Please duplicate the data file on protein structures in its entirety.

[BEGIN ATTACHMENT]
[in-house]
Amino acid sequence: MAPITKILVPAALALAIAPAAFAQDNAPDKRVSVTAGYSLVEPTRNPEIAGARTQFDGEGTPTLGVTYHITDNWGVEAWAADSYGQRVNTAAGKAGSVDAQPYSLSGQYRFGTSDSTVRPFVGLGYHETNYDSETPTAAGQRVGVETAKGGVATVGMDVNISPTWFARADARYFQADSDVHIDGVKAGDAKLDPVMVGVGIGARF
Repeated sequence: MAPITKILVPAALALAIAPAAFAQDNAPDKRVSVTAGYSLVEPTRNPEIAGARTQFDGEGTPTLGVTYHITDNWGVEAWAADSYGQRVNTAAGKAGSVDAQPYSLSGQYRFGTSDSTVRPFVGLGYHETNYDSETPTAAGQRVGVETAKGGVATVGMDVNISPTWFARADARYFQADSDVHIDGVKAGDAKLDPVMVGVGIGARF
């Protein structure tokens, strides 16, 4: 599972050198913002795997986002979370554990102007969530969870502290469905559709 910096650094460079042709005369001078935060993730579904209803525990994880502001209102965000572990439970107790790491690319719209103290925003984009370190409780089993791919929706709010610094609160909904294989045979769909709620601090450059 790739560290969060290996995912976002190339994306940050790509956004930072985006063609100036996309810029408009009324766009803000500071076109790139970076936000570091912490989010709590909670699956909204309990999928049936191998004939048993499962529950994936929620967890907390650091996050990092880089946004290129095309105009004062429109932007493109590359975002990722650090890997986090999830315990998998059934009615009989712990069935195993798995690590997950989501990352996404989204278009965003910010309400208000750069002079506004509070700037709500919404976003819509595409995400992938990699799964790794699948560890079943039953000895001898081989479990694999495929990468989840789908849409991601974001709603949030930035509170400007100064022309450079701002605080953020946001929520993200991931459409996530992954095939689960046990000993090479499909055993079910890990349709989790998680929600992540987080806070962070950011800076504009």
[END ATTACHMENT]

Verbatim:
[in-house]
Amino acid sequence: MAPITKILVPAALALAIAPAAFAQDNAPDKRVSVTAGYSLVEPTRNPEIAGARTQFDGEGTPTLGVTYHITDNWGVEAWAADSYGQRVNTAAGKAGSVDAQPYSLSGQYRFGTSDSTVRPFVGLGYHETNYDSETPTAAGQRVGVETAKGGVATVGMDVNISPTWFARADARYFQADSDVHIDGVKAGDAKLDPVMVGVGIGARF
Repeated sequence: MAPITKILVPAALALAIAPAAFAQDNAPDKRVSVTAGYSLVEPTRNPEIAGARTQFDGEGTPTLGVTYHITDNWGVEAWAADSYGQRVNTAAGKAGSVDAQPYSLSGQYRFGTSDSTVRPFVGLGYHETNYDSETPTAAGQRVGVETAKGGVATVGMDVNISPTWFARADARYFQADSDVHIDGVKAGDAKLDPVMVGVGIGARF
């Protein structure tokens, strides 16, 4: 599972050198913002795997986002979370554990102007969530969870502290469905559709 910096650094460079042709005369001078935060993730579904209803525990994880502001209102965000572990439970107790790491690319719209103290925003984009370190409780089993791919929706709010610094609160909904294989045979769909709620601090450059 790739560290969060290996995912976002190339994306940050790509956004930072985006063609100036996309810029408009009324766009803000500071076109790139970076936000570091912490989010709590909670699956909204309990999928049936191998004939048993499962529950994936929620967890907390650091996050990092880089946004290129095309105009004062429109932007493109590359975002990722650090890997986090999830315990998998059934009615009989712990069935195993798995690590997950989501990352996404989204278009965003910010309400208000750069002079506004509070700037709500919404976003819509595409995400992938990699799964790794699948560890079943039953000895001898081989479990694999495929990468989840789908849409991601974001709603949030930035509170400007100064022309450079701002605080953020946001929520993200991931459409996530992954095939689960046990000993090479499909055993079910890990349709989790998680929600992540987080806070962070950011800076504009």